The European Securities and Markets Authority
(ESMA) has issued further advice to the European
Commission, the European Parliament, and the European Council
(EC) relating to extending the European
Alternative Investment Fund Managers Directive
(AIFMD) marketing passport to non-EU alternative
investment fund managers and alternative investment funds
established in non-EU third countries (Third
Countries) that are assessed as equivalent.
Extension of the "passport" system to Third Countries
will allow funds established in such countries to be marketed, and
managers established in such countries to provide services, across
the European Economic Area (EEA), rather than
applying for permission on a country by country basis.
ESMA's initial advice published on 30 June 2015 covered six
non-EU countries. This new advice from ESMA covers 12
countries, including Cayman. In its commentary, ESMA noted
there are no significant obstacles regarding competition and market
disruption impeding the extension of the AIFMD passport to Cayman.
However, with respect to investor protection, the assessment of the
effectiveness of enforcement and the monitoring of systemic risk,
ESMA stated that it could not give definitive advice in relation to
extending the passport to Cayman as one of the Third Countries
until (i) the final version of the proposed Cayman AIFMD-like
opt-in regime is available; (ii) a legislative amendment has been
implemented that will give Cayman's regulator, the Cayman
Island Monetary Authority (CIMA), the power to
impose administrative fines for breaches of regulatory laws,
regulations, and rules; and (iii) CIMA's proposal for
implementation of a macro-prudential policy framework (which is
expected to enhance its current systemic risk monitoring) is put in
We at Ogier are encouraged by this advice. It subjects
ESMA's definitive advice relating to extending the passport to
Cayman to objective criteria that we believe Cayman will be in a
position to satisfy in short order. The Cayman Government and
CIMA have been working closely with ESMA for some time now on the
required amendments to its regulatory framework relating to funds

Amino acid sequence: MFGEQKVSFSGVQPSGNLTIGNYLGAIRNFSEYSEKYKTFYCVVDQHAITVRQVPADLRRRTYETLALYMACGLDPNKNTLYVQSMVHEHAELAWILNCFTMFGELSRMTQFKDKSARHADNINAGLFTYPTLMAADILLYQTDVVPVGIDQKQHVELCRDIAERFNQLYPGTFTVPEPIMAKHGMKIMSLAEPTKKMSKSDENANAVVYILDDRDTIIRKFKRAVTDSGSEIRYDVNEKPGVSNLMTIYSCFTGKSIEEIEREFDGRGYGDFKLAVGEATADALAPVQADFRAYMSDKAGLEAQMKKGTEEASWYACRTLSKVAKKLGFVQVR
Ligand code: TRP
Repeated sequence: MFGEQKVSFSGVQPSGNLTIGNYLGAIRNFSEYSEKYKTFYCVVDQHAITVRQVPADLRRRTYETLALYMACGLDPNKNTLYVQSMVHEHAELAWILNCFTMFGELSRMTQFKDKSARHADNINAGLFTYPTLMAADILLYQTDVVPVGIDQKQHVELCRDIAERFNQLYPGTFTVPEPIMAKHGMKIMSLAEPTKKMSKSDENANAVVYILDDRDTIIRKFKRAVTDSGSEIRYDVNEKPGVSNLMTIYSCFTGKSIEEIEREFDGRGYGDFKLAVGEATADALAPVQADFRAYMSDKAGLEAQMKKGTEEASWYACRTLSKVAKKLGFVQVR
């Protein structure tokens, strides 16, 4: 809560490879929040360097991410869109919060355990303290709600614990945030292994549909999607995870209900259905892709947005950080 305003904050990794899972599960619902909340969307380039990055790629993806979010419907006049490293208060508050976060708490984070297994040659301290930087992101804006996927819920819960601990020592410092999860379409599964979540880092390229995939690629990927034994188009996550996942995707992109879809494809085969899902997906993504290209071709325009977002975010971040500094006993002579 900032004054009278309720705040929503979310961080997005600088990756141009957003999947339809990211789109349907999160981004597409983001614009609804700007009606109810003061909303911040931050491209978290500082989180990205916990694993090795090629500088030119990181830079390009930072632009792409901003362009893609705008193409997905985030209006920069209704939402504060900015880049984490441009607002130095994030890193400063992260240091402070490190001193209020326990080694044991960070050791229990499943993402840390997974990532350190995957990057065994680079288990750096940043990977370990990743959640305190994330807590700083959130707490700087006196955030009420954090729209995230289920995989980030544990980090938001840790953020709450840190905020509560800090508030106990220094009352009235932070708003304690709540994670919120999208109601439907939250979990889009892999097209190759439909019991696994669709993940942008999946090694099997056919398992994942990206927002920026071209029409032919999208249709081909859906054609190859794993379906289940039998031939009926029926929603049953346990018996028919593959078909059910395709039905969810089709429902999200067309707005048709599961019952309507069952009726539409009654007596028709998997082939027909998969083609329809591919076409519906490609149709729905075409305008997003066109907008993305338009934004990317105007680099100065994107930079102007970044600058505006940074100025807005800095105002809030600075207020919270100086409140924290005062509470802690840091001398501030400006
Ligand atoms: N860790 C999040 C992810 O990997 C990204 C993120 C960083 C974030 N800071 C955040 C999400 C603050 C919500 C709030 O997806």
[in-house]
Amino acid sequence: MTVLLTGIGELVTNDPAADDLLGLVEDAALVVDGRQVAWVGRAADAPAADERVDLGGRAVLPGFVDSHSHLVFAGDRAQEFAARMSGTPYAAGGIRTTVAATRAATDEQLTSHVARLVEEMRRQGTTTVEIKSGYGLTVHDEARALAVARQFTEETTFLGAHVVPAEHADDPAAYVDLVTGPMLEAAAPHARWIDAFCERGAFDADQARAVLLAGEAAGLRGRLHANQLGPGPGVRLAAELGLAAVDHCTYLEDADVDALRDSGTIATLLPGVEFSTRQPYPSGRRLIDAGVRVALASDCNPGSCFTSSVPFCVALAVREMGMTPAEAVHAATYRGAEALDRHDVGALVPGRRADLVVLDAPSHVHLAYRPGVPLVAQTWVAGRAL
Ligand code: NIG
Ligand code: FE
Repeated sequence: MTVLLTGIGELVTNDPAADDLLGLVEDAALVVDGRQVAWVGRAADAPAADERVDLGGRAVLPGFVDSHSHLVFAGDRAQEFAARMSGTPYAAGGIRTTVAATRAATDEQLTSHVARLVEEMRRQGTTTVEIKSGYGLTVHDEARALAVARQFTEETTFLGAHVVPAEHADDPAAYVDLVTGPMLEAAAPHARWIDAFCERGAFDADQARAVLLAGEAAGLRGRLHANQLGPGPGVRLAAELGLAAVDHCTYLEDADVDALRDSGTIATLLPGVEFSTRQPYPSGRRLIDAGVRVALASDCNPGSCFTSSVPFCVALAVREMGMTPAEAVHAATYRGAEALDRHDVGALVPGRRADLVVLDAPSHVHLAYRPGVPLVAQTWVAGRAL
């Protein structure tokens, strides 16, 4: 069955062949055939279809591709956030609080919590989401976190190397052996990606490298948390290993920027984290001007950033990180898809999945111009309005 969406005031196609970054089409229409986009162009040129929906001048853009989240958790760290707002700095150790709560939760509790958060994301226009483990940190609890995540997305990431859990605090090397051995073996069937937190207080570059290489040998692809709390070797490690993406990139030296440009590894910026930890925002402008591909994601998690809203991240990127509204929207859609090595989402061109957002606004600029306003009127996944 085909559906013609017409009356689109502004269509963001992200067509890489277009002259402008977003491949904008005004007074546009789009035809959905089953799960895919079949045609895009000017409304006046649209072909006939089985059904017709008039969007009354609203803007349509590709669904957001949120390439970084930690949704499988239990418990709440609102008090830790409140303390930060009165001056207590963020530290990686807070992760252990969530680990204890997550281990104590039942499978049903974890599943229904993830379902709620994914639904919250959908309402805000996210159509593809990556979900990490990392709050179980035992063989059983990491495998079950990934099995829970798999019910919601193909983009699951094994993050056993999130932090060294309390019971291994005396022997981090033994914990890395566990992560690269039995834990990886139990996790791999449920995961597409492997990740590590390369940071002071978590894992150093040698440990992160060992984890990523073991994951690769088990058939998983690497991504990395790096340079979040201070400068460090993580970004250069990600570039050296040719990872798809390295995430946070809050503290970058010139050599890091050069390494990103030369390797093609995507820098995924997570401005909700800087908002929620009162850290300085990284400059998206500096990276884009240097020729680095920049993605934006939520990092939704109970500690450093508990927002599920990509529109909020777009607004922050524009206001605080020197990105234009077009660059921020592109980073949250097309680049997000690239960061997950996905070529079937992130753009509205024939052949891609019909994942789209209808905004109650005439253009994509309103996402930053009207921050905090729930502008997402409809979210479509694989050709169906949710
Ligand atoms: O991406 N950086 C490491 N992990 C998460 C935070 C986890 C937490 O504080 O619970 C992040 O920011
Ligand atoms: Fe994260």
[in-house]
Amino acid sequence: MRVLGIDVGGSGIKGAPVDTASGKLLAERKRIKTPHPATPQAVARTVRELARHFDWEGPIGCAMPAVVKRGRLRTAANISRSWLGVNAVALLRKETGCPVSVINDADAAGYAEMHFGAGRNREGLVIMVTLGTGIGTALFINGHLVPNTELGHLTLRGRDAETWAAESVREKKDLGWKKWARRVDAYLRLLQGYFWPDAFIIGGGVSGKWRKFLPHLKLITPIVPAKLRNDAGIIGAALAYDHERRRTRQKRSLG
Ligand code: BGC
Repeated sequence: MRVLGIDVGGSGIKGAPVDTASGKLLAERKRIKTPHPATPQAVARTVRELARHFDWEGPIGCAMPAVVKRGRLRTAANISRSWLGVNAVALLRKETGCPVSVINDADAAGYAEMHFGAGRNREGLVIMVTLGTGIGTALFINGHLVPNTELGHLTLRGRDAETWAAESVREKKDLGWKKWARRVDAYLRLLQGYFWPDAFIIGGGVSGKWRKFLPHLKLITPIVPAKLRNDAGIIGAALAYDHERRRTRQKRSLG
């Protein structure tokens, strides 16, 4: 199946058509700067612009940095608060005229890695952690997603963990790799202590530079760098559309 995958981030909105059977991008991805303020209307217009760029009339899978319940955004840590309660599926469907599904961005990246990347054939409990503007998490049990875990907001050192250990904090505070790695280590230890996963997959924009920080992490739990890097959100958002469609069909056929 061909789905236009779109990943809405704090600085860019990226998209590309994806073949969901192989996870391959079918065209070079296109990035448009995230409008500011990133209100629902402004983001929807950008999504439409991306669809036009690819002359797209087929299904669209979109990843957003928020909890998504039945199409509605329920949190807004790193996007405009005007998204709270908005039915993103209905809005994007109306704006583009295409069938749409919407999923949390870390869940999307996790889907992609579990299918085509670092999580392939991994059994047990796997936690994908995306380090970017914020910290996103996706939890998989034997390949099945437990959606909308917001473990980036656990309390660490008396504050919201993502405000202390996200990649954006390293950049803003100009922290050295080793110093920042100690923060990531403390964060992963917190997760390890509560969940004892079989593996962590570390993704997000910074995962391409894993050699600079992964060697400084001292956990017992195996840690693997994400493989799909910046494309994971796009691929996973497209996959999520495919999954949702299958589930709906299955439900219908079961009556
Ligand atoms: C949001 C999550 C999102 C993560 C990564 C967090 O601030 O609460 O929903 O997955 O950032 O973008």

and the Cayman Government has confirmed that the jurisdiction is
only a few short months away from finalising such framework.
We therefore do not view this as negative advice from ESMA but
simply a delay in the eventual extension of the AIFMD marketing
passport to Cayman funds.
Furthermore, ESMA stated that it will continue to work on its
assessment of other Third Countries, not covered in its advice to
date, with a view to delivering further submissions in the future
and reiterated its advice to the EC that they may wish to consider
waiting until ESMA has delivered positive advice on a sufficient
number of Third Countries before extending the passport to any
Third Countries, taking into account the potential impact on the
market that a decision to extend the passport might have (amongst
other factors). It is therefore not certain when the
extension of the passport to any Third Countries eventually will
Delay on the extension of the AIFMD passporting to Third
Countries is not all bad news: in the interim Cayman funds (and
indeed funds established in the other non-EU jurisdictions that
Ogier covers – BVI, Guernsey, and Jersey) will still be able
to market into the EEA via national private placement regimes
(NPPRs), which for most fund managers continues to
be the preferred route for marketing into the EEA in our
experience. Although in principle the phasing out of such
NPPRs is due for consideration in 2018 under the AIFMD, it is
unlikely that NPPRs will be phased out until such time as AIFMD
passports become mandatory, so any delay will assist in extending
the period during which clients will be able to market into the EEA
using their preferred route, the NPPRs.
Two of Ogier's other non-EU jurisdictions, Guernsey and
Jersey, were included in the five jurisdictions given an
unqualified ESMA assessment. Our advisory on the position for
Guernsey and Jersey can be found
The content of this article is intended to provide a general
guide to the subject matter. Specialist advice should be sought
about your specific circumstances.
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